In terms of real world usage, I found that the battery dropped down to 95% from full after one hour of video streaming, and after three hours it had dropped down to 81%. That’s a good record, but given the massive battery combined with the undemanding display, I might have expected an even better performance; bear in mind that the G8 Power was down to 97% after an hour of video streaming.
When it comes to recharging this phone lags behind the snappier modern phones, taking approximately two hours to charge up from 20% to full battery. That’s exactly the same as we recorded with the G8 Power, but it’s almost half as slow as the standard Motorola G8.
Overall the battery is still a positive point for this phone, without a doubt; but it doesn’t deliver the same performance as the standard G8 Power, despite the same number on the specs sheet, and it does take a while to charge back up again.
Motorola G8 Power Lite Camera
The G8 Power Lite has a triple camera, which certainly sounds impressive, but in reality there’s not as much versatility as you might have hoped for. The set-up is led by a 16-megapixel wide camera, but it’s complemented by a 2-megapixel macro camera and a 2-megapixel depth sensor, rather than more handy options such as an ultrawide or telephoto lens. Nonetheless, it’s still an interesting package for a budget phone.
The main camera is serviceable but not great. The detail is never stunning and sometime there are issues with finding the right balance between light and shade, but the images are at least fairly clear.
But when you’re taking snaps in the evening, the camera’s flaws are only accentuated. In low-light scenarios, images look very blurry and highlights are blown out – a huge amount of detail is lost, to the extent that these images are practically unusable.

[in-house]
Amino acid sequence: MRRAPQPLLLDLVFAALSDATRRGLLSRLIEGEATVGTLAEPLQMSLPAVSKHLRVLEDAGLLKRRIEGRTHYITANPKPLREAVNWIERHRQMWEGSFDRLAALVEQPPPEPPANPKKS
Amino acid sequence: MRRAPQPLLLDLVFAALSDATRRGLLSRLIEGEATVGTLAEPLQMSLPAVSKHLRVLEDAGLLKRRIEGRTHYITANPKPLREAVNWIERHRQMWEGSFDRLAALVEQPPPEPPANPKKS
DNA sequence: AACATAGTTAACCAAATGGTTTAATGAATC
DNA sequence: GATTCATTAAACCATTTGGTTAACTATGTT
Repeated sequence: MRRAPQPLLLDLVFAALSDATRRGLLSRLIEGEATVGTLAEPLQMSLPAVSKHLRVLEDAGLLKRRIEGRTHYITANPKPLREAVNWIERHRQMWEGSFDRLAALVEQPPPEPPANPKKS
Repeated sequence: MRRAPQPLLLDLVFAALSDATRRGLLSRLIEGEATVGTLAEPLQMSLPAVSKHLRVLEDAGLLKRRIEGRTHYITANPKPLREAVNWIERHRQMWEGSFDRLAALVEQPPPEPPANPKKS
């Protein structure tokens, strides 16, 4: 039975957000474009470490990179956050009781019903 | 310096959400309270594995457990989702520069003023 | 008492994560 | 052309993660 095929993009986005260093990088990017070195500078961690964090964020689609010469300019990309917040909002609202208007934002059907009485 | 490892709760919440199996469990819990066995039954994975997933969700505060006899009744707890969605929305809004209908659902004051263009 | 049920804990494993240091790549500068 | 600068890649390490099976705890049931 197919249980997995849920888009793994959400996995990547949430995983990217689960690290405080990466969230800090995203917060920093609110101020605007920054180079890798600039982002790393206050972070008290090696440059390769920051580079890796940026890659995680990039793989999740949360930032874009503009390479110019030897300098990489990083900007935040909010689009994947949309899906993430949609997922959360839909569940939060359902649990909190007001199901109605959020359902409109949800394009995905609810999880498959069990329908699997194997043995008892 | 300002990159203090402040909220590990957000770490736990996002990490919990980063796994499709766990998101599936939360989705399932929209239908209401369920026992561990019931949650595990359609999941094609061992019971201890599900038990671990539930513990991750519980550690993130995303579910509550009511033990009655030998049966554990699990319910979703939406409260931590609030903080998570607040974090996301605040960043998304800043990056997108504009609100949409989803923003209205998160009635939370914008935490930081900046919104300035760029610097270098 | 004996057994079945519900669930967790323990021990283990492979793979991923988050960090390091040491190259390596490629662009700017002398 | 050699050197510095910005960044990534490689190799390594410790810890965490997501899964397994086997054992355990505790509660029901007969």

The macro camera, designed for shooting extreme close-ups, isn’t exactly bad, but neither does it do enough justify its existence on top of the existing cameras. It’s a rare moment when I find the need to use a dedicated macro camera over the standard wide angle shooter, and the performance of this snapper doesn’t do much to change my mind.
On a more positive note, I was relatively impressed with portrait mode on the G8 Power Lite; the practical effect neatly cuts around the subject for the eye-popping bokeh effect.
Overall, the camera is serviceable in daylight conditions without being brilliant. But if you want to just snap quick pictures to remember something later then it will suffice; it’s nice to have a decent portrait mode thrown into the mix, but the macro camera doesn’t do much of value.
Should I buy the Motorola G8 Power Lite?
The Motorola G8 Power Lite is a cheap option, and for that reason it will remain attractive to many. If you have £150 as your maximum limit, then it’s not necessarily a bad choice – but if you fork out a little for cash for a Xiaomi Redmi Note 7 or a Motorola G8 Power, then you’re likely to have a better all-round experience from your phone.
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This is a fairly basic phone, that’s likely to meet your expectations for the price. The battery is large, though not as enduring as we’d expected, and there’s nothing else that it particularly excels with – so think carefully as to whether it’s worth splashing out just a little for cash for a phone with superior cameras, performance, and screen that gives so much more enjoyment to your day-to-day tech usage.
But if you use your phone for fairly basic activities and you’d like a reliable battery, then this should do the job.